Sight-fishing for walleyes
Recently, I had the opportunity to participate as a substitute for a regular competitor in a friendly fishing contest that’s been going on for more than a dozen years. I’m usually not big on fishing tournaments and most contests, but the Angler of the Year is a small, private event with a good group of guys. It was a lot of fun and it made me appreciate a form of fishing that I don’t do very much anymore: casting.
I grew up tossing lures for bass and pike with my family, but I’ve always preferred dragging a jig for walleye and perch. This contest focused on bass and pike, but as a bonus you could also weigh any other fish you were able to reel into the boat.
We were fishing Big Manistique Lake, a body of water that was new to me. I was paired with a guy who had been fishing the lake for a couple days before my arrival. He is an exceptional angler, so between that and the fact that he knew the lake a little bit, we were poised to do well in the contest.
For the first couple hours on the first day, I handled the net as my partner jerked pike after pike into the boat. We were able to watch many of them come up out of the weeds to strike the lures in the five feet of clear water we were drifting over. With hardly any wind, it was easy to see the fish, and we soon realized there were walleye down there, too.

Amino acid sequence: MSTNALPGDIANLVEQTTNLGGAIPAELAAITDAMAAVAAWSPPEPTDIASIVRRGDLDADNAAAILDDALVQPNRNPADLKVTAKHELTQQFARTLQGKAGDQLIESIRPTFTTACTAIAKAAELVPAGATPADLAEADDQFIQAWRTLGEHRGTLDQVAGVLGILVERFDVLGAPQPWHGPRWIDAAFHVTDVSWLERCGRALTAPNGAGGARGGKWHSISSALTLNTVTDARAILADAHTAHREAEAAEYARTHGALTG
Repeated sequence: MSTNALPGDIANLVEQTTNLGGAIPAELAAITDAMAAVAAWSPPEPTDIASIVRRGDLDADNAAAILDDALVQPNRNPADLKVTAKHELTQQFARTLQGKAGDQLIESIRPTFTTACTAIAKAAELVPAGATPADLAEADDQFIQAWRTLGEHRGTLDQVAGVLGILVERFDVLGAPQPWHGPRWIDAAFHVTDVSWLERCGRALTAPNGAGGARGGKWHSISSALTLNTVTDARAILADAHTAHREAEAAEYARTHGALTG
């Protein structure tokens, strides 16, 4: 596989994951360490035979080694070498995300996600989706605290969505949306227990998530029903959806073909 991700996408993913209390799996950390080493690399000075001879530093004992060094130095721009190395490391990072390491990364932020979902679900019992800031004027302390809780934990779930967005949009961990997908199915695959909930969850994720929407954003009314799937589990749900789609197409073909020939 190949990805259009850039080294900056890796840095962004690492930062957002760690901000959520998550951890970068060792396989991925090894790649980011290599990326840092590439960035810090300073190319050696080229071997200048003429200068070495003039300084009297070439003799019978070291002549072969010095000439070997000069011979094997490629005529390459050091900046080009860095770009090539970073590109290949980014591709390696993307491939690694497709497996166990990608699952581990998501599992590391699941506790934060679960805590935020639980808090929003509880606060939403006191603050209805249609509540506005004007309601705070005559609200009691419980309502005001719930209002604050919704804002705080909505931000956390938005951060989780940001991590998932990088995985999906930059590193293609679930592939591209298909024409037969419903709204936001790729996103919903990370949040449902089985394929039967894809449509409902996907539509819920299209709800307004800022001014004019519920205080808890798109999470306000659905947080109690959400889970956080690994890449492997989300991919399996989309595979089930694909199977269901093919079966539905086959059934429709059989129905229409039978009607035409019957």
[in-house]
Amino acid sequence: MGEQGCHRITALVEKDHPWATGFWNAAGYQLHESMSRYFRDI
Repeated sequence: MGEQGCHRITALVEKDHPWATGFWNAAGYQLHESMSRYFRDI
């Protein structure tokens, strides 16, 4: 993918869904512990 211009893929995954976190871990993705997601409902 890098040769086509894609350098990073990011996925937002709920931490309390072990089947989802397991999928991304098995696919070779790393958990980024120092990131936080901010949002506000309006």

When I finally did set the hook, it was on a walleye that we saw take the bait. That was followed by three more, all from shallow, clear water on a cloudless day at high noon – not exactly the conditions we read about in walleye textbooks.
We felt as if we were fishing for tarpon or bonefish in the Caribbean when we would cast toward fish that we could see lying on the bottom. Even when we moved to search for smallmouth on a rocky point that was just as shallow, the only fish I caught was a walleye.
A fellow competitor reeled in a large northern on the last day to win, but my partner caught the most fish during the two-day event, which will always be memorable for the unusual conditions that served up a walleye dinner.